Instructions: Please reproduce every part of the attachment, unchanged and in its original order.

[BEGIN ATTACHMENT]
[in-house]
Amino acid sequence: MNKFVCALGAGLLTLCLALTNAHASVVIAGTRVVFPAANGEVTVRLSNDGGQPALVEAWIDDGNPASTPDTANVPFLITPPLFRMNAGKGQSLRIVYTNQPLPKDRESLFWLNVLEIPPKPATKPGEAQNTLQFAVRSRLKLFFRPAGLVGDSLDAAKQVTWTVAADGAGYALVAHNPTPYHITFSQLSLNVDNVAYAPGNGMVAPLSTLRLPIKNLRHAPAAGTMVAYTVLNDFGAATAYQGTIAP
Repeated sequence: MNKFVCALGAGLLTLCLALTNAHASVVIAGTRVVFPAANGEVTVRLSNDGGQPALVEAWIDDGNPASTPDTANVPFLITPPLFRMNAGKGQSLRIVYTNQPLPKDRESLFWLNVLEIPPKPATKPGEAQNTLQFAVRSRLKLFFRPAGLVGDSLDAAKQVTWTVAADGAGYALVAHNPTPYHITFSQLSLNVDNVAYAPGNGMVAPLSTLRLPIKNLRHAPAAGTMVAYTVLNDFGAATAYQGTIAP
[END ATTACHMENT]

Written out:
[in-house]
Amino acid sequence: MNKFVCALGAGLLTLCLALTNAHASVVIAGTRVVFPAANGEVTVRLSNDGGQPALVEAWIDDGNPASTPDTANVPFLITPPLFRMNAGKGQSLRIVYTNQPLPKDRESLFWLNVLEIPPKPATKPGEAQNTLQFAVRSRLKLFFRPAGLVGDSLDAAKQVTWTVAADGAGYALVAHNPTPYHITFSQLSLNVDNVAYAPGNGMVAPLSTLRLPIKNLRHAPAAGTMVAYTVLNDFGAATAYQGTIAP
Repeated sequence: MNKFVCALGAGLLTLCLALTNAHASVVIAGTRVVFPAANGEVTVRLSNDGGQPALVEAWIDDGNPASTPDTANVPFLITPPLFRMNAGKGQSLRIVYTNQPLPKDRESLFWLNVLEIPPKPATKPGEAQNTLQFAVRSRLKLFFRPAGLVGDSLDAAKQVTWTVAADGAGYALVAHNPTPYHITFSQLSLNVDNVAYAPGNGMVAPLSTLRLPIKNLRHAPAAGTMVAYTVLNDFGAATAYQGTIAP